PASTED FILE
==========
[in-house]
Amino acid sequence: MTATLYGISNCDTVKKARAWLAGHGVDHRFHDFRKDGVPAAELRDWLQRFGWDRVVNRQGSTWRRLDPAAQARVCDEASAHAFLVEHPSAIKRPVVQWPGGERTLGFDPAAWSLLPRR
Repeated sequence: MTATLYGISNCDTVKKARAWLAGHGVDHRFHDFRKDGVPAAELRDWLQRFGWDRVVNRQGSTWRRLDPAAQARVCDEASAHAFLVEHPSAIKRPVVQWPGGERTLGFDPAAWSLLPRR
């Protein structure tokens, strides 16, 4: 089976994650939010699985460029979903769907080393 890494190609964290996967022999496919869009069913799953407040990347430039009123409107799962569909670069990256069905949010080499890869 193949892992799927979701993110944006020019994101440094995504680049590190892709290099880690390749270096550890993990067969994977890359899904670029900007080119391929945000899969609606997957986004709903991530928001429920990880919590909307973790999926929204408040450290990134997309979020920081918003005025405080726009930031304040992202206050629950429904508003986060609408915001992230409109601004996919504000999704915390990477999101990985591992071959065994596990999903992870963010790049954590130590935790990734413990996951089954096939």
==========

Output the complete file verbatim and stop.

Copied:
[in-house]
Amino acid sequence: MTATLYGISNCDTVKKARAWLAGHGVDHRFHDFRKDGVPAAELRDWLQRFGWDRVVNRQGSTWRRLDPAAQARVCDEASAHAFLVEHPSAIKRPVVQWPGGERTLGFDPAAWSLLPRR
Repeated sequence: MTATLYGISNCDTVKKARAWLAGHGVDHRFHDFRKDGVPAAELRDWLQRFGWDRVVNRQGSTWRRLDPAAQARVCDEASAHAFLVEHPSAIKRPVVQWPGGERTLGFDPAAWSLLPRR
């Protein structure tokens, strides 16, 4: 089976994650939010699985460029979903769907080393 890494190609964290996967022999496919869009069913799953407040990347430039009123409107799962569909670069990256069905949010080499890869 193949892992799927979701993110944006020019994101440094995504680049590190892709290099880690390749270096550890993990067969994977890359899904670029900007080119391929945000899969609606997957986004709903991530928001429920990880919590909307973790999926929204408040450290990134997309979020920081918003005025405080726009930031304040992202206050629950429904508003986060609408915001992230409109601004996919504000999704915390990477999101990985591992071959065994596990999903992870963010790049954590130590935790990734413990996951089954096939």